BRIEF DESCRIPTION OF THE INVENTION
- CROSS-REFERENCES TO RELATED APPLICATIONS
The present invention is directed to a device for use in tattooing, and more particularly to one or more hard coated or treated needle holding tubes to be used in tattooing human and/or animal skin. An ordinary tattooing needle holder, also referred to as a tattooing tube, of practically any shape or design, may be improved by treating select surfaces of the tattooing tube that are exposed to tremendous frictional force from an oscillating tattooing needle. The tubes herein disclosed exhibit significantly improved life-span, reduced friction, increased lubricity, and reduced material degradation over traditional tube designs, resulting in cost savings to a commercial tattoo artist and increased safety for recipients of tattoos.
- STATEMENT AS TO THE RIGHTS TO INVENTIONS MADE UNDER FEDERALLY SPONSORED RESEARCH OR DEVELOPMENT
- REFERENCE TO A “SEQUENCE LISTING,” A TABLE, OR A COMPUTER PROGRAM LISTING APPENDIX SUBMITTED ON A COMPACT DISK
- BACKGROUND OF THE INVENTION
Tattooing is performed by means of a sharp, small diameter needle or cluster of needles. The needle(s) are dipped in or otherwise supplied with tattoo pigment and then vibrated into or repeatedly inserted into the skin where the tattoo is desired. The needle is carried in a tubular holder which includes means for vibrating the needle or repeatedly extending and retracting the needle. Such a tubular holder may be referred to as a tube, a tattooing tube, a guide tube, a needle holding tube, or as a needle holder.
The basic design for a tattooing tube is fairly simple. Professional tattoo artists have used a simply designed tube for years; this traditional design can be seen in Yacowitz, U.S. Pat. No. 4,771,660. A tattooing tube such as Yacowitz generally has a main body portion many times thicker, or wider, than the needle itself, and a much narrower operating point which fits relatively tightly around the needle. The main body portion of the tattooing tube may have an opening slit, or trough, running most of its length (ending before the narrower operating point portion) that allows a user to easily and accurately insert the needle into its proper place within the tube without damaging the needle's delicate point. The tube is usually made of stainless steel or aluminum, but may also be made of nickel-plated iron, brass, bronze or a hard plastic. The prior art teaches that of these materials, stainless steel is preferred because it is durable, it is easily cleaned, and it does not corrode easily.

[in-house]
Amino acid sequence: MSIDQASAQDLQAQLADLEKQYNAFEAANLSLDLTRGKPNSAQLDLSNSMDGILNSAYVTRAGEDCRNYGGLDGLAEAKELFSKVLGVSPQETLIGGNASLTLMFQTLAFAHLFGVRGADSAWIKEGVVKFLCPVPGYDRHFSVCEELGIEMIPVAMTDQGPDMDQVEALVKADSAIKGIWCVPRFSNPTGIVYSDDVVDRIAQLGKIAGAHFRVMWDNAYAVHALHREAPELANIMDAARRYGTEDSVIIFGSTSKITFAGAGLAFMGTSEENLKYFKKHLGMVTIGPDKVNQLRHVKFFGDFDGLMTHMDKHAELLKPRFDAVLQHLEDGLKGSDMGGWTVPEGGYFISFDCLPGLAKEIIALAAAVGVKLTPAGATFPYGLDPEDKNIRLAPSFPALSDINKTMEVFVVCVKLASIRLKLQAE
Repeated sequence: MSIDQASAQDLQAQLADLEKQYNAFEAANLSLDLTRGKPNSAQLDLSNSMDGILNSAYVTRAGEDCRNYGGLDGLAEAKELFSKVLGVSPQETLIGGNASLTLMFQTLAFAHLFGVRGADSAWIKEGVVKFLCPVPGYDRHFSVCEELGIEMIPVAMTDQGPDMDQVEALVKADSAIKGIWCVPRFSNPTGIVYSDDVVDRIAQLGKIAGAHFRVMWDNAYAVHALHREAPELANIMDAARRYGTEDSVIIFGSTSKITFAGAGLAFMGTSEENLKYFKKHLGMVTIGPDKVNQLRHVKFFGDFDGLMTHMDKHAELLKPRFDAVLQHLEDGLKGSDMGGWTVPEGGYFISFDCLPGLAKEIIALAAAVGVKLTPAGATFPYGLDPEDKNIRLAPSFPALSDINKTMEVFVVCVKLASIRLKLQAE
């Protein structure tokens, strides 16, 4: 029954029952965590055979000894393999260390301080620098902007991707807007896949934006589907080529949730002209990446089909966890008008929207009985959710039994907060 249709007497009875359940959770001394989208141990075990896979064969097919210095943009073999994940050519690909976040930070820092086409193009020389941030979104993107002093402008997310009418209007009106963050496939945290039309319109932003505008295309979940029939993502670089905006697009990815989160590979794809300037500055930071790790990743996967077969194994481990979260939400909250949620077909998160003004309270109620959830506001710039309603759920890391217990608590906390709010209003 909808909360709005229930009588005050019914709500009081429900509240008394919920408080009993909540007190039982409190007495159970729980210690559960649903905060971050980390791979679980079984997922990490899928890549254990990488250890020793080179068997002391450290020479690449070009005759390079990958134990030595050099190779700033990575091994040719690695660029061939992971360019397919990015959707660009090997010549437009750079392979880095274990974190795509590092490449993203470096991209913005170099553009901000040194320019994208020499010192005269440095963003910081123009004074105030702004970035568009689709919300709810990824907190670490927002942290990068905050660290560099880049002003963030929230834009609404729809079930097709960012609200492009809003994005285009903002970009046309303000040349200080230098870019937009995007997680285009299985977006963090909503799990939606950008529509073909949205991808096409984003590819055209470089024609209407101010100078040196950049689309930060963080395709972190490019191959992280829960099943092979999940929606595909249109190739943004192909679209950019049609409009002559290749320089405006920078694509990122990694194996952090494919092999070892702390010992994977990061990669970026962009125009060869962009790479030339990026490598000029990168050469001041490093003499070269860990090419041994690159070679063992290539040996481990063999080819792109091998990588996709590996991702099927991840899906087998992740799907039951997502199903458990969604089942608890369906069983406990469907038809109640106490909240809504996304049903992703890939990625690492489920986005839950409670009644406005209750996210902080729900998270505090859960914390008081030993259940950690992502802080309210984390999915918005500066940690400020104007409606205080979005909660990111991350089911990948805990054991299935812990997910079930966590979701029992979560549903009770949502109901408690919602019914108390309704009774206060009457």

Such tattooing tubes are relatively inexpensive. They do, however, have a very limited life-span. Generally in a daily use situation, such as with a professional tattoo artist working in a retail shop, typical or traditional tubes last approximately four to six month on average—even with ongoing maintenance and care. The lifespan is limited because a great amount of friction is generated between the ordinarily metal surface of the tube's operating point and the rapidly oscillating needle. The operating point of the tube degrades over the course of months of daily use, and in fact much of the tube's material wears away. Naturally, the needle's material also degrades, but since needles are replaced frequently, the wear on needles is not as obvious as the wear on tubes. In addition to being costly to replace worn down tubes, a customer safety issue is involved. The metal materials used to form the tubes and needles wear away during use, with that worn away metal material travelling down the needles or dissipating into the air surrounding the tattooing operation, and entering the skin of the customer being tattooed. This dissipating tube metal phenomenon has not been extensively studied or reported on in the context of commercial tattooing, but experienced tattoo artists working with light-colored pigments have noted that the pigments turn grey over time, obviously as a result of ground metal material entering the pigment. The infusion of metal fragments into tissue in and around a tattoo is undesirable.
A further drawback to traditional homogeneous-material tattooing tubes is that such tubes do not perform optimally from a mechanical standpoint. When two similar materials are rubbed together, they tend to generated greater friction than is typically generated by appropriately dissimilar materials. This friction results in a wearing of the materials, as noted above, as well as the generation of heat (which can effect both the tattoo artist holding the tube and the skin of the customer), and result in the rougher operation of the needle (which can affect the quality of the tattoo artist's work).
BRIEF DESCRIPTION OF THE SEVERAL VIEWS OF THE DRAWING
The shape and/or design of tattooing tubes has been explored and improved overtime. Many tube designs are available, ranging from tubes designed to carry single needles to tubes designed to carry multiple needles; and ranging from open designs wherein one or more needles sit in a trough-like operating point to closed designs wherein one or more needles are fully enclosed within the operating point. But little thought and/or experimentation has been attempted in the field regarding the material composition of tattooing tubes, or regarding possible hardening techniques or treatments being used to improve performance of a tattooing tube.